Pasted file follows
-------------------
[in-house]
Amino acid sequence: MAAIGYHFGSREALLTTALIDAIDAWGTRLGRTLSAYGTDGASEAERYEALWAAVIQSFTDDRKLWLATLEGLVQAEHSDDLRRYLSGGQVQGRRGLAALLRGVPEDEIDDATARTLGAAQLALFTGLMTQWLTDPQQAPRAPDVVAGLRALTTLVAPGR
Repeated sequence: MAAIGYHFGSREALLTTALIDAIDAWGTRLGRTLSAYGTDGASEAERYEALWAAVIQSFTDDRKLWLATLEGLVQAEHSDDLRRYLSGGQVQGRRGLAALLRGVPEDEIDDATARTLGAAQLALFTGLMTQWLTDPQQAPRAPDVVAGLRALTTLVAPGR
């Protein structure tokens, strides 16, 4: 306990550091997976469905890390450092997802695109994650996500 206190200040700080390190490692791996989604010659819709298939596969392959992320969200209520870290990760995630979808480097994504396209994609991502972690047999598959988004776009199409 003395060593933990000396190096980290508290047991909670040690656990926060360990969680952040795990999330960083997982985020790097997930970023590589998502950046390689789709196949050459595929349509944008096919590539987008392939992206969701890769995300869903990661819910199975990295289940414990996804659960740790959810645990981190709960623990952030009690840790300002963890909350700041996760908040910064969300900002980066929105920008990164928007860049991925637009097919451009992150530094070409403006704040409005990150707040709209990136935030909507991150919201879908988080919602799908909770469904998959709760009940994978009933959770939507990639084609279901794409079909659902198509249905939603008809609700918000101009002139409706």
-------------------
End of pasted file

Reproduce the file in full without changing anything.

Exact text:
[in-house]
Amino acid sequence: MAAIGYHFGSREALLTTALIDAIDAWGTRLGRTLSAYGTDGASEAERYEALWAAVIQSFTDDRKLWLATLEGLVQAEHSDDLRRYLSGGQVQGRRGLAALLRGVPEDEIDDATARTLGAAQLALFTGLMTQWLTDPQQAPRAPDVVAGLRALTTLVAPGR
Repeated sequence: MAAIGYHFGSREALLTTALIDAIDAWGTRLGRTLSAYGTDGASEAERYEALWAAVIQSFTDDRKLWLATLEGLVQAEHSDDLRRYLSGGQVQGRRGLAALLRGVPEDEIDDATARTLGAAQLALFTGLMTQWLTDPQQAPRAPDVVAGLRALTTLVAPGR
């Protein structure tokens, strides 16, 4: 306990550091997976469905890390450092997802695109994650996500 206190200040700080390190490692791996989604010659819709298939596969392959992320969200209520870290990760995630979808480097994504396209994609991502972690047999598959988004776009199409 003395060593933990000396190096980290508290047991909670040690656990926060360990969680952040795990999330960083997982985020790097997930970023590589998502950046390689789709196949050459595929349509944008096919590539987008392939992206969701890769995300869903990661819910199975990295289940414990996804659960740790959810645990981190709960623990952030009690840790300002963890909350700041996760908040910064969300900002980066929105920008990164928007860049991925637009097919451009992150530094070409403006704040409005990150707040709209990136935030909507991150919201879908988080919602799908909770469904998959709760009940994978009933959770939507990639084609279901794409079909659902198509249905939603008809609700918000101009002139409706």